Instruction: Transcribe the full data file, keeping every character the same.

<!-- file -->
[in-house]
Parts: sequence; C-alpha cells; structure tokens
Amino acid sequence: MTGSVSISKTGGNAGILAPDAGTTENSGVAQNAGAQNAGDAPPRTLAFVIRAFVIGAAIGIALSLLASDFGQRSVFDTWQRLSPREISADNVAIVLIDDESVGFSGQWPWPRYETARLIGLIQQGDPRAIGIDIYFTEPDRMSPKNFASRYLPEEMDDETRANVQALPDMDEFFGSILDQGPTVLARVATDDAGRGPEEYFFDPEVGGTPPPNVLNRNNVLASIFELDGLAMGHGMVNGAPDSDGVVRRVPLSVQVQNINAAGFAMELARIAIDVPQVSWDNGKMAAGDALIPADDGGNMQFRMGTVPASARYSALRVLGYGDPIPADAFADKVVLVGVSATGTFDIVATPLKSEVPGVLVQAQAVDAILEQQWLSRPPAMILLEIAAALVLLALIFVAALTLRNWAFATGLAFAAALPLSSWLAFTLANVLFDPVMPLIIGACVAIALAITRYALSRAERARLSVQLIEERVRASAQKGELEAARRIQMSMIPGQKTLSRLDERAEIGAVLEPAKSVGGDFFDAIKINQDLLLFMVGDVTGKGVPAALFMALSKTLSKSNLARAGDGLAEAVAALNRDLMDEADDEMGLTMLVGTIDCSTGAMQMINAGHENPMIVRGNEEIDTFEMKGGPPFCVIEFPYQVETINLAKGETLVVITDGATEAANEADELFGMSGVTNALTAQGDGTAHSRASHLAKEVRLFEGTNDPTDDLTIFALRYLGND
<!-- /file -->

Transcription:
[in-house]
Parts: sequence; C-alpha cells; structure tokens
Amino acid sequence: MTGSVSISKTGGNAGILAPDAGTTENSGVAQNAGAQNAGDAPPRTLAFVIRAFVIGAAIGIALSLLASDFGQRSVFDTWQRLSPREISADNVAIVLIDDESVGFSGQWPWPRYETARLIGLIQQGDPRAIGIDIYFTEPDRMSPKNFASRYLPEEMDDETRANVQALPDMDEFFGSILDQGPTVLARVATDDAGRGPEEYFFDPEVGGTPPPNVLNRNNVLASIFELDGLAMGHGMVNGAPDSDGVVRRVPLSVQVQNINAAGFAMELARIAIDVPQVSWDNGKMAAGDALIPADDGGNMQFRMGTVPASARYSALRVLGYGDPIPADAFADKVVLVGVSATGTFDIVATPLKSEVPGVLVQAQAVDAILEQQWLSRPPAMILLEIAAALVLLALIFVAALTLRNWAFATGLAFAAALPLSSWLAFTLANVLFDPVMPLIIGACVAIALAITRYALSRAERARLSVQLIEERVRASAQKGELEAARRIQMSMIPGQKTLSRLDERAEIGAVLEPAKSVGGDFFDAIKINQDLLLFMVGDVTGKGVPAALFMALSKTLSKSNLARAGDGLAEAVAALNRDLMDEADDEMGLTMLVGTIDCSTGAMQMINAGHENPMIVRGNEEIDTFEMKGGPPFCVIEFPYQVETINLAKGETLVVITDGATEAANEADELFGMSGVTNALTAQGDGTAHSRASHLAKEVRLFEGTNDPTDDLTIFALRYLGND